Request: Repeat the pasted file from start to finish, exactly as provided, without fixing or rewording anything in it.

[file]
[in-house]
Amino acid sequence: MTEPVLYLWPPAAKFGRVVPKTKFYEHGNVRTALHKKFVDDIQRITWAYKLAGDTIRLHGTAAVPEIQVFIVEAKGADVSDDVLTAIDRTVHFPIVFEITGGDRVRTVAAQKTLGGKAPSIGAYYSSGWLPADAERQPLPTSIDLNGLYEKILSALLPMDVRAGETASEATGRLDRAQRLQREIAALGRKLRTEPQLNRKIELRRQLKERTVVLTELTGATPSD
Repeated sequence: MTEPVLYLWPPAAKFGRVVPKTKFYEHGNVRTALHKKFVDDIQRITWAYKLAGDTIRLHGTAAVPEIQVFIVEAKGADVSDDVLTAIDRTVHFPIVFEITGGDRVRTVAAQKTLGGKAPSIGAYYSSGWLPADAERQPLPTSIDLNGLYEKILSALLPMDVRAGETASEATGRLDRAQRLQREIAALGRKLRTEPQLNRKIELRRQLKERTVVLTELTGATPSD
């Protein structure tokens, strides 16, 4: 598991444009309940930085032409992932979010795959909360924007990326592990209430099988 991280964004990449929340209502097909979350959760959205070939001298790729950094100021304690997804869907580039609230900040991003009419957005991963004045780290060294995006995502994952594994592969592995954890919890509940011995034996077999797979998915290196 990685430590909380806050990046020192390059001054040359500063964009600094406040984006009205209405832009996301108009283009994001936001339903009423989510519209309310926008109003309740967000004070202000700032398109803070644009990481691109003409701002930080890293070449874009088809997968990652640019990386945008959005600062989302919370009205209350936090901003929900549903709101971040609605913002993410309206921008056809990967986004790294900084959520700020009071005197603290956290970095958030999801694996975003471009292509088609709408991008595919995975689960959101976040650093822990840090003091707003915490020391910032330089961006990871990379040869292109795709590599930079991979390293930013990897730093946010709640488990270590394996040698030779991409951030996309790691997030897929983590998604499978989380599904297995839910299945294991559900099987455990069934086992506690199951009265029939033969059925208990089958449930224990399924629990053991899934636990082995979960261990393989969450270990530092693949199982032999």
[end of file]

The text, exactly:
[in-house]
Amino acid sequence: MTEPVLYLWPPAAKFGRVVPKTKFYEHGNVRTALHKKFVDDIQRITWAYKLAGDTIRLHGTAAVPEIQVFIVEAKGADVSDDVLTAIDRTVHFPIVFEITGGDRVRTVAAQKTLGGKAPSIGAYYSSGWLPADAERQPLPTSIDLNGLYEKILSALLPMDVRAGETASEATGRLDRAQRLQREIAALGRKLRTEPQLNRKIELRRQLKERTVVLTELTGATPSD
Repeated sequence: MTEPVLYLWPPAAKFGRVVPKTKFYEHGNVRTALHKKFVDDIQRITWAYKLAGDTIRLHGTAAVPEIQVFIVEAKGADVSDDVLTAIDRTVHFPIVFEITGGDRVRTVAAQKTLGGKAPSIGAYYSSGWLPADAERQPLPTSIDLNGLYEKILSALLPMDVRAGETASEATGRLDRAQRLQREIAALGRKLRTEPQLNRKIELRRQLKERTVVLTELTGATPSD
């Protein structure tokens, strides 16, 4: 598991444009309940930085032409992932979010795959909360924007990326592990209430099988 991280964004990449929340209502097909979350959760959205070939001298790729950094100021304690997804869907580039609230900040991003009419957005991963004045780290060294995006995502994952594994592969592995954890919890509940011995034996077999797979998915290196 990685430590909380806050990046020192390059001054040359500063964009600094406040984006009205209405832009996301108009283009994001936001339903009423989510519209309310926008109003309740967000004070202000700032398109803070644009990481691109003409701002930080890293070449874009088809997968990652640019990386945008959005600062989302919370009205209350936090901003929900549903709101971040609605913002993410309206921008056809990967986004790294900084959520700020009071005197603290956290970095958030999801694996975003471009292509088609709408991008595919995975689960959101976040650093822990840090003091707003915490020391910032330089961006990871990379040869292109795709590599930079991979390293930013990897730093946010709640488990270590394996040698030779991409951030996309790691997030897929983590998604499978989380599904297995839910299945294991559900099987455990069934086992506690199951009265029939033969059925208990089958449930224990399924629990053991899934636990082995979960261990393989969450270990530092693949199982032999």